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9:22 am - Thu, Jun 7, 2012

If you missed Libertarian Party presidential candidate Gary Johnson on The Daily Show Tuesday night, here he is.

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9:52 am - Fri, May 18, 2012

Green Party: The current nomination battle is between Jill Stein, Kent Mesplay, and 1990s sitcom star Roseanne Barr. They are currently on 19 state ballots with efforts to gain ballot-access in other states.

Libertarian Party: The party’s nominee this election cycle, former New Mexico Republican Governor Gary Johnson, is pro-gay marriage and pro-drug reform.

Reform Party: They’re currently only on the ballot in three states, though they expect that number to increase to around ten by November. The party is set to pick this year’s candidate on August 10, and leading the field is former Louisiana Governor Buddy Roemer.

Constitution Party: The Constitution Party is currently on the ballot in 17 states, running on a platform that they claim strictly adheres to the intentions of the founding fathers. In case you were wondering, the founding fathers’ intentions include a strong pro-life stance and the promise to withdraw funding to NATO and the UN.

America’s Party: Formed in 2008 to support presidential candidate Alan Keyes, America’s Party—previously known as America’s Independent Party—has a conservative platform that contains the usual conservative talking points: limiting the role of government, ensuring the right to bear arms, maintaining a pro-life stance, and defining marriage as between a man and a woman. They also support repealing the Sixteenth and Seventeenth amendments.


Socialist Party USA. This year’s presidential nominee for the Socialist Party USA is Stewart Alexander, who previously ran for mayor of Los Angeles in 1989 and finished seventh. Undeterred, he was the Socialist Party’s vice-presidential nominee in 2008, winning only 6,528 votes with running mate Brian Moore.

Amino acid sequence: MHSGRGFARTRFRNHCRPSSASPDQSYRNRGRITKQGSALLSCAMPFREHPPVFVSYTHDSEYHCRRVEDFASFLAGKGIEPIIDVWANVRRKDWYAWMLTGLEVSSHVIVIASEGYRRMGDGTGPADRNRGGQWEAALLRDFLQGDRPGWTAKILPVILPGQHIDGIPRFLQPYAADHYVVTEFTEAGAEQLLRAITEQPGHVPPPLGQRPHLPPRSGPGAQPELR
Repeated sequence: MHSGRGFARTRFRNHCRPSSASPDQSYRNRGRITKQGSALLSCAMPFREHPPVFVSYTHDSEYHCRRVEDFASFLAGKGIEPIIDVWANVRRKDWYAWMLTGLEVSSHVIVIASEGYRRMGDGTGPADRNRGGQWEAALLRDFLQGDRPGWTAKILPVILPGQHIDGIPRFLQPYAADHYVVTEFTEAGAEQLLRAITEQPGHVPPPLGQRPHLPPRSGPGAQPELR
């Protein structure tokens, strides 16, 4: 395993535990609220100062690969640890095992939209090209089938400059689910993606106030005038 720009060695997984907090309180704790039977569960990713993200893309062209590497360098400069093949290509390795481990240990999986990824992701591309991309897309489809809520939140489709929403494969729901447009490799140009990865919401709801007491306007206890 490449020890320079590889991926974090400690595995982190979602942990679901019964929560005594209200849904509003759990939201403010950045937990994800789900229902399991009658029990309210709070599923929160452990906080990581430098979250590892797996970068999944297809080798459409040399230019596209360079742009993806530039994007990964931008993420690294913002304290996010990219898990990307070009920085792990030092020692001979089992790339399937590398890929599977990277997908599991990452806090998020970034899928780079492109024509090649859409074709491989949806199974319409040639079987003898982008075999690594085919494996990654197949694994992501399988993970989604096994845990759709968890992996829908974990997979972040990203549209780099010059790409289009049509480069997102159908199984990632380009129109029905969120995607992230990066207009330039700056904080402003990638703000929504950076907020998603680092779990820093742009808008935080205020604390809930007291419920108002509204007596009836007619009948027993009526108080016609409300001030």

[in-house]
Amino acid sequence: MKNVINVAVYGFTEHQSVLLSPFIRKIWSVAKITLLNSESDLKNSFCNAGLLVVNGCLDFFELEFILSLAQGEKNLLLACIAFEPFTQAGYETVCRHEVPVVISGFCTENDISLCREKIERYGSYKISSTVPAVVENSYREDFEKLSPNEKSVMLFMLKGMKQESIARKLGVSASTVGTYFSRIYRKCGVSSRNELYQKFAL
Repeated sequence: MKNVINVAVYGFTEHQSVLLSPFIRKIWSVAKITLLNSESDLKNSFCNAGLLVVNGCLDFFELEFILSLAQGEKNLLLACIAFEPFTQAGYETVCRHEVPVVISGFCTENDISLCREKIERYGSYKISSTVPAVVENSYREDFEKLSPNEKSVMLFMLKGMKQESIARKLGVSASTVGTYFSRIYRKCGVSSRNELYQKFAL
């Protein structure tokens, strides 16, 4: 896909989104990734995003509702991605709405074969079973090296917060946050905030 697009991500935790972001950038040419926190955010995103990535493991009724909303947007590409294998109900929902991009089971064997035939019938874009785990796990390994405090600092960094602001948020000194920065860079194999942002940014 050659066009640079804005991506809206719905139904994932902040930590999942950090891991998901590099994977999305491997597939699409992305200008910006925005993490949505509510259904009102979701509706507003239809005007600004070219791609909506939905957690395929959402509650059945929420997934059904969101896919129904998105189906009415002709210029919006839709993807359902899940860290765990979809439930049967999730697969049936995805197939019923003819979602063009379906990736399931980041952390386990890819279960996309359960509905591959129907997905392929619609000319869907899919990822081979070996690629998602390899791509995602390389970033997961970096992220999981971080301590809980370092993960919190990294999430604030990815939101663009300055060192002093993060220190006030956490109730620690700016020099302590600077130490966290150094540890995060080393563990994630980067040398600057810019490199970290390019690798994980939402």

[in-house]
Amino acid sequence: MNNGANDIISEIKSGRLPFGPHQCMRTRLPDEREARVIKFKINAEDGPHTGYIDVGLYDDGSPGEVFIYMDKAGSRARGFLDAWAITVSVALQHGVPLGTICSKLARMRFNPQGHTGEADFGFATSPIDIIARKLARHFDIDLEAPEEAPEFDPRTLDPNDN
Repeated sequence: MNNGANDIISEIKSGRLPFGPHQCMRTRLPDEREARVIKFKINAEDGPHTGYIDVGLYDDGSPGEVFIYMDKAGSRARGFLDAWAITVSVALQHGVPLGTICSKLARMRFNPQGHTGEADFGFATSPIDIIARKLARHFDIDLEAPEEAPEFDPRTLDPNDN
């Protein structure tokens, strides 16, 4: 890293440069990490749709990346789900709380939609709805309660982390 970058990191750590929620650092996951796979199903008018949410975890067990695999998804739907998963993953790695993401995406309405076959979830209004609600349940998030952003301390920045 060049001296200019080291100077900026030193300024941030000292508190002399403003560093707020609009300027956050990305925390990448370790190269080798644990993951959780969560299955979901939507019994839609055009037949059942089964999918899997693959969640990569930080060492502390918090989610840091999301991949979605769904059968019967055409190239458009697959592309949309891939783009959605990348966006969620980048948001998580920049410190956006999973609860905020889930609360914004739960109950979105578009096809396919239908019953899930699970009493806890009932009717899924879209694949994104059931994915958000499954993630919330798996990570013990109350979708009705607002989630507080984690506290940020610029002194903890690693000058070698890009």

Prohibition Party: The Prohibition Party, while similar to other conservative platforms, is distinguished by its opposition to the manufacture and distribution of alcohol….

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9:17 am - Thu, Mar 1, 2012
5 notes
[Santorum] started off running against sex and ended up running against college. Those are not the moves of a world-class politician.
Republican consultant Whit Ayres, quoted on NPR.

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3:21 pm - Wed, Feb 22, 2012
1 note

Gingrich wrong again: You CAN put a gun rack in the back of a Volt!

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10:11 am - Fri, Feb 17, 2012
1 note

Contrary to how some people have interpreted my words, I have not endorsed any presidential candidate. What I did say was that I hope to see a Republican in the White House. I’ve seen good qualities in all the candidates but by no means have made my choice yet. I respect the fact that Santorum took time off from his campaign to be with his sick daughter, but I never used the word “endorse.”

- Megadeth’s Dave Mustaine

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1:30 pm - Thu, Feb 16, 2012
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From the television studios of Fox News to the pages of The Weekly Standard, the refrain of the conservative opinion machine is virtually the same: Mitt Romney doesn’t talk to us, doesn’t get us….